Introduction to a Dandy, Part I


The Assembler Reassembled


In: Biblical Interpretation

The first half of this introduction to Qoheleth reads the book as a record of ideas mulled over by a dandy at a series of salons. While scholars have attempted to impose order on the book’s structure and classify it according to genres, I formulate an understanding of the speaker’s lively wisdom from the extraneous voices of John Galsworthy, Beau Brummell and Oscar Wilde. Thomas Carlyle’s Sartor Resartus (The Tailor Retailored) serves as a model of fictional philosophy that allows us to appreciate Qoheleth’s existential concerns as both ironic and serious. I keep references to biblical commentaries at bay and create a typology within which the biblical sage comes to life as a social creature of comfort. Part II will draw a specific parallel between the book’s first chapter and a collage by the conceptual dandy Marcel Duchamp. For the moment Qoheleth’s charms are given a fresh face via creative interdisciplinary comparison.


  • 2

    Galsworthy, ‘A Sad Affair’, On Forsyte ‘Change,p. 88.

  • 5

    James Crenshaw, Ecclesiastes (London: SCM Press, 1988), pp. 28ff.

  • 6

    Jennifer Koosed, (Per)mutations of Qoheleth: Reading the Body in the Book (New York and London: T&T Clark, 2006).

  • 11

    Galsworthy, ‘A Sad Affair’, On Forsyte ‘Change, p. 88.

  • 14

    Samuel Beeton, Beeton’s Manners of Polite Society: For Ladies, Gentlemen, and Families (London: Ward Lock, 1879), pp. 126-27.

  • 15

    Brent Shannon, The Cut of His Coat: Men, Dress, and Consumer Culture in Britain, 1860-1914 (Athens: Ohio University Press, 2006), p. 130.

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  • 16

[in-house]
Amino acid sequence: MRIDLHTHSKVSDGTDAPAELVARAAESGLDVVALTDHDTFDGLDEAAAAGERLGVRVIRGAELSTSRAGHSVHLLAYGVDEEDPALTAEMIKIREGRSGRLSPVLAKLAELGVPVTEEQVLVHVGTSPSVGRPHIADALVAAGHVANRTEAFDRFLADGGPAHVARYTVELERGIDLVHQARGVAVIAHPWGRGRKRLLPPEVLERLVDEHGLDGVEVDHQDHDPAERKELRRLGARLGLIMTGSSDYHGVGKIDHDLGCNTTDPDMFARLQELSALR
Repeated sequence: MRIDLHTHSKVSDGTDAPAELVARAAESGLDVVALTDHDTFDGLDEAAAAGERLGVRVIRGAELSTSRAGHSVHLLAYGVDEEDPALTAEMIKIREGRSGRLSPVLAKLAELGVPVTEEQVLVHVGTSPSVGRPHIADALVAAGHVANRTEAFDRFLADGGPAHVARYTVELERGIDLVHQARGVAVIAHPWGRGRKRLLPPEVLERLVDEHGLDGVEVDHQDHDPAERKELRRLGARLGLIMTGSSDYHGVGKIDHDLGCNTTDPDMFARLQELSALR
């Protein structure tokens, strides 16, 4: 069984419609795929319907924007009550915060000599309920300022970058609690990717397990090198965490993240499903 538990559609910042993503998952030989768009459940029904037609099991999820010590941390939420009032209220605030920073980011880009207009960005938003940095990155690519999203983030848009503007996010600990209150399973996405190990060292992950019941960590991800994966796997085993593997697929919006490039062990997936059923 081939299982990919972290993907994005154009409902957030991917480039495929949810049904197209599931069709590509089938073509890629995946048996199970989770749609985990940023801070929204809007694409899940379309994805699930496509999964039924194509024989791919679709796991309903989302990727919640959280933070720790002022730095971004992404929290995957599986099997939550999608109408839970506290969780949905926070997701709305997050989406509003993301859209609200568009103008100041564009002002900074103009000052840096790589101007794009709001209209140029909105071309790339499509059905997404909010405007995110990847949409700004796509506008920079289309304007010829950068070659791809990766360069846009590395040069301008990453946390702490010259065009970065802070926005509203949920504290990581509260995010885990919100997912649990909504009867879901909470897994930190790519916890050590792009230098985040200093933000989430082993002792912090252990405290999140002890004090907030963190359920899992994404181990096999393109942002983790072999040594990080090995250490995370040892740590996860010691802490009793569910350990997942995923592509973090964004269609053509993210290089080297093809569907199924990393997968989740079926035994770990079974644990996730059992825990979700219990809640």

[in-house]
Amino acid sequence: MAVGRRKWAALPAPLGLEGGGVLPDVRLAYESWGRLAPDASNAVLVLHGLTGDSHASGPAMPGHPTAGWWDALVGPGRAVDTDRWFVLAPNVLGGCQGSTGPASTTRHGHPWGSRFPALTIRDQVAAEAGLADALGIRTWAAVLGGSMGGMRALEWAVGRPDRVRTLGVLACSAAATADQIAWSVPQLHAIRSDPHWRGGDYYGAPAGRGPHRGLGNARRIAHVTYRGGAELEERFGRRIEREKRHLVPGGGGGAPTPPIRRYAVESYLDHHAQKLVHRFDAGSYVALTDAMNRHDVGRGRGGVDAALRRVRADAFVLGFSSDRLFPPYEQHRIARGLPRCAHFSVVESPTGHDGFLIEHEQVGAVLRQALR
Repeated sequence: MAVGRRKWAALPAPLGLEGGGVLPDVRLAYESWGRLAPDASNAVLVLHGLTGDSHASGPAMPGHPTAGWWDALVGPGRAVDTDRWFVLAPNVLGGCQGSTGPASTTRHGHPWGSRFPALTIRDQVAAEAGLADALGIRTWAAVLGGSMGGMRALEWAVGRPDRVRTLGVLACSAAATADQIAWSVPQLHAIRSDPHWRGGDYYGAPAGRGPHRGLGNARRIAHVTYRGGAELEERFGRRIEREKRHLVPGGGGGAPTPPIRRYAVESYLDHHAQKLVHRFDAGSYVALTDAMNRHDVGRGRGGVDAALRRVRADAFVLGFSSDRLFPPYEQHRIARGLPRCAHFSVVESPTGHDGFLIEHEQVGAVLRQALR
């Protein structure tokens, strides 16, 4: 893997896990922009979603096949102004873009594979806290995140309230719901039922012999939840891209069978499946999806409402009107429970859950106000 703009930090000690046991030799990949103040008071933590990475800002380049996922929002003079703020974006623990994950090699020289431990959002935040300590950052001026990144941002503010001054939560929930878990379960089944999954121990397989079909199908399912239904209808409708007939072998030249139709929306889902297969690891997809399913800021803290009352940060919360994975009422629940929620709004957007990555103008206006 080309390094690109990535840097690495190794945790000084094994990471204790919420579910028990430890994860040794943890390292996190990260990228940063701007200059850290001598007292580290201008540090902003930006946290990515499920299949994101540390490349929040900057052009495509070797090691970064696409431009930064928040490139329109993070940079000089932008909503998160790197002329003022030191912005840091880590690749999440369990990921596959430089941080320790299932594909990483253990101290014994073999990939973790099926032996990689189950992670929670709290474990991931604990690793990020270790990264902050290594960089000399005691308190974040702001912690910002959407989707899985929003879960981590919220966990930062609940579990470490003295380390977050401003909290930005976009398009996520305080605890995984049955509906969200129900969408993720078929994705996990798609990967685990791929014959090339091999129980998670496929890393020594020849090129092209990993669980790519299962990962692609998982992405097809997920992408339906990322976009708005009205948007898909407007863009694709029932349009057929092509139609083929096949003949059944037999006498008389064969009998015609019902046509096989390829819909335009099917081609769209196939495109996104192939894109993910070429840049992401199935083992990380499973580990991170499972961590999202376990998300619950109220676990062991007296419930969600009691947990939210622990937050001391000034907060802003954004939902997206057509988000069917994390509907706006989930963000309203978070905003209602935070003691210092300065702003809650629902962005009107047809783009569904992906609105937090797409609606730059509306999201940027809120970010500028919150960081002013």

See 12.9 and Thomas Krüger, Qoheleth: A Commentary (trans. O.C. Dean; Minneapolis: Fortress, 2004), p. 207 n. 9e, for the sense of ןקתas ‘put into a good order, arrange a collection of proverbs (thus HALOT)’ – and thus my ‘suit out’.

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  • 17

    Baudelaire, p. 26.

  • 18

    Shannon, p. 130.

  • 19

    Ian Kelly, Beau Brummell: The Ultimate Dandy (London: Hodder & Stoughton, 2005), p. 7.

  • 21

    T.A. Perry, Dialogues with Koheleth: The Book of Ecclesiastes, Translation and Commentary (University Park: Pennsylvania State University Press, 1993), p. 38; Koosed, p. 24.

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  • 23

    Krüger, Qoheleth, p. 42.

  • 25

    Norbert Lohfink, Qoheleth (Continental Commentary series; Minneapolis: Fortress Press, 2003), p. 19.

  • 27

    Ibid., p. 16.

  • 29

    Wilde, The Picture of Dorian Gray, p. 233.

  • 31

    Carlyle, p. 204.

  • 32

    Carlyle, p. 214.

  • 33

    Carlyle, p. 217.

  • 34

    Carlyle, pp. 218-19. The colonial name for the native southern African is now considered pejorative – as might be the generalization about the size of his backside. But Carlyle is in fact mocking the fashionable white man’s affected tone and his assumption that there is a single and superior ‘delicate taste’. I leave it to the reader to determine whether or not ‘posterial luxuriance’ is necessarily a negative physical characteristic.

  • 35

    Carlyle, p. 179.

  • 39

    Carlyle, p. 24.

  • 40

    Carlyle, pp. 211-12.

  • 42

    Carlyle, pp. 6, 14-16. Equally, Qoheleth’s wealth of experience situates him well above the fray.

  • 43

    Carlyle, pp. 214, 215.

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